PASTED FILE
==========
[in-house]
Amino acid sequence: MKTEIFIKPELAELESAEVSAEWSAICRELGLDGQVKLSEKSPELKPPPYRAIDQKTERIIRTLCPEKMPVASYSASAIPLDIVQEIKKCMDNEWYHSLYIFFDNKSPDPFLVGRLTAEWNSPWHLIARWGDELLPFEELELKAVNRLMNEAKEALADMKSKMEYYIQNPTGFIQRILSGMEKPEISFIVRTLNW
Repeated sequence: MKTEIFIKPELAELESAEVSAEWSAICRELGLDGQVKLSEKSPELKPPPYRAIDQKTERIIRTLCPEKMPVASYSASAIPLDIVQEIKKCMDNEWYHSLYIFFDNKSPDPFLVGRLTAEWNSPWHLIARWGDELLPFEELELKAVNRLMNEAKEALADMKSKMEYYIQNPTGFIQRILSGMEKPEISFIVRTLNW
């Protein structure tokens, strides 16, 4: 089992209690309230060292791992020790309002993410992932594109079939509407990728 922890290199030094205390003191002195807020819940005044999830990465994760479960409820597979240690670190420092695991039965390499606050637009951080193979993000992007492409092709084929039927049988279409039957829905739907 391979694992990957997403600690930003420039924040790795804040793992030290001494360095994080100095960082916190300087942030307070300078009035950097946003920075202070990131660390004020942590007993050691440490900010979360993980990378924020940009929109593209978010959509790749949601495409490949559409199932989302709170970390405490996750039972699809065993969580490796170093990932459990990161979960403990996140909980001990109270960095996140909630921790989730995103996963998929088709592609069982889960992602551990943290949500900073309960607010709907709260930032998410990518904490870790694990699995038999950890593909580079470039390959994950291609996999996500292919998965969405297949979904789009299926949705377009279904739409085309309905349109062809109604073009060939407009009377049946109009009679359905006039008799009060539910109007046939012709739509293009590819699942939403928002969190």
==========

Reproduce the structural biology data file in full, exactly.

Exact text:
[in-house]
Amino acid sequence: MKTEIFIKPELAELESAEVSAEWSAICRELGLDGQVKLSEKSPELKPPPYRAIDQKTERIIRTLCPEKMPVASYSASAIPLDIVQEIKKCMDNEWYHSLYIFFDNKSPDPFLVGRLTAEWNSPWHLIARWGDELLPFEELELKAVNRLMNEAKEALADMKSKMEYYIQNPTGFIQRILSGMEKPEISFIVRTLNW
Repeated sequence: MKTEIFIKPELAELESAEVSAEWSAICRELGLDGQVKLSEKSPELKPPPYRAIDQKTERIIRTLCPEKMPVASYSASAIPLDIVQEIKKCMDNEWYHSLYIFFDNKSPDPFLVGRLTAEWNSPWHLIARWGDELLPFEELELKAVNRLMNEAKEALADMKSKMEYYIQNPTGFIQRILSGMEKPEISFIVRTLNW
């Protein structure tokens, strides 16, 4: 089992209690309230060292791992020790309002993410992932594109079939509407990728 922890290199030094205390003191002195807020819940005044999830990465994760479960409820597979240690670190420092695991039965390499606050637009951080193979993000992007492409092709084929039927049988279409039957829905739907 391979694992990957997403600690930003420039924040790795804040793992030290001494360095994080100095960082916190300087942030307070300078009035950097946003920075202070990131660390004020942590007993050691440490900010979360993980990378924020940009929109593209978010959509790749949601495409490949559409199932989302709170970390405490996750039972699809065993969580490796170093990932459990990161979960403990996140909980001990109270960095996140909630921790989730995103996963998929088709592609069982889960992602551990943290949500900073309960607010709907709260930032998410990518904490870790694990699995038999950890593909580079470039390959994950291609996999996500292919998965969405297949979904789009299926949705377009279904739409085309309905349109062809109604073009060939407009009377049946109009009679359905006039008799009060539910109007046939012709739509293009590819699942939403928002969190």